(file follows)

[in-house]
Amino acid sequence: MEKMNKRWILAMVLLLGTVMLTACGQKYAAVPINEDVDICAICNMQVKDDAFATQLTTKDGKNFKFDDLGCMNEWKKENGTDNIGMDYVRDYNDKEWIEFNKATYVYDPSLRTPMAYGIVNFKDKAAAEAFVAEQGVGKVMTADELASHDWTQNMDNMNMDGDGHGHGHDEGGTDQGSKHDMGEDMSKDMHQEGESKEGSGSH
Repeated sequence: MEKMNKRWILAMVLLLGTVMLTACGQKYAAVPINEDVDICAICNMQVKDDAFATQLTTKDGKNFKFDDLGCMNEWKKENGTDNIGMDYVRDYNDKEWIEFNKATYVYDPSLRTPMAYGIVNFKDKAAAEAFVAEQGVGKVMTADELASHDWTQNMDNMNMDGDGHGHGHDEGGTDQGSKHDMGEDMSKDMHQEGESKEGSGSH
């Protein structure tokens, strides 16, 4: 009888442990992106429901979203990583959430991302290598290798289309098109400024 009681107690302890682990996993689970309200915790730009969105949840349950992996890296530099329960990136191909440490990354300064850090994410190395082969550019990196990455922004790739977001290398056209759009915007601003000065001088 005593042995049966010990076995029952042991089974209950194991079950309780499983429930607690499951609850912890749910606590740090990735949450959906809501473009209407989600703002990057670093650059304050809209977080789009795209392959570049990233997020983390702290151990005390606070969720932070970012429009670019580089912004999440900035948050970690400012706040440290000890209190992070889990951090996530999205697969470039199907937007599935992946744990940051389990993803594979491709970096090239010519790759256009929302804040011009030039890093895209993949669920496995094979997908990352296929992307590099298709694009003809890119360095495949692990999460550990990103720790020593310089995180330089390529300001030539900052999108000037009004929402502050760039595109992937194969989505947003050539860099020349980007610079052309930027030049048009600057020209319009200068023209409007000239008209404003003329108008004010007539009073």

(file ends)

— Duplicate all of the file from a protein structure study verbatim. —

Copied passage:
[in-house]
Amino acid sequence: MEKMNKRWILAMVLLLGTVMLTACGQKYAAVPINEDVDICAICNMQVKDDAFATQLTTKDGKNFKFDDLGCMNEWKKENGTDNIGMDYVRDYNDKEWIEFNKATYVYDPSLRTPMAYGIVNFKDKAAAEAFVAEQGVGKVMTADELASHDWTQNMDNMNMDGDGHGHGHDEGGTDQGSKHDMGEDMSKDMHQEGESKEGSGSH
Repeated sequence: MEKMNKRWILAMVLLLGTVMLTACGQKYAAVPINEDVDICAICNMQVKDDAFATQLTTKDGKNFKFDDLGCMNEWKKENGTDNIGMDYVRDYNDKEWIEFNKATYVYDPSLRTPMAYGIVNFKDKAAAEAFVAEQGVGKVMTADELASHDWTQNMDNMNMDGDGHGHGHDEGGTDQGSKHDMGEDMSKDMHQEGESKEGSGSH
């Protein structure tokens, strides 16, 4: 009888442990992106429901979203990583959430991302290598290798289309098109400024 009681107690302890682990996993689970309200915790730009969105949840349950992996890296530099329960990136191909440490990354300064850090994410190395082969550019990196990455922004790739977001290398056209759009915007601003000065001088 005593042995049966010990076995029952042991089974209950194991079950309780499983429930607690499951609850912890749910606590740090990735949450959906809501473009209407989600703002990057670093650059304050809209977080789009795209392959570049990233997020983390702290151990005390606070969720932070970012429009670019580089912004999440900035948050970690400012706040440290000890209190992070889990951090996530999205697969470039199907937007599935992946744990940051389990993803594979491709970096090239010519790759256009929302804040011009030039890093895209993949669920496995094979997908990352296929992307590099298709694009003809890119360095495949692990999460550990990103720790020593310089995180330089390529300001030539900052999108000037009004929402502050760039595109992937194969989505947003050539860099020349980007610079052309930027030049048009600057020209319009200068023209409007000239008209404003003329108008004010007539009073």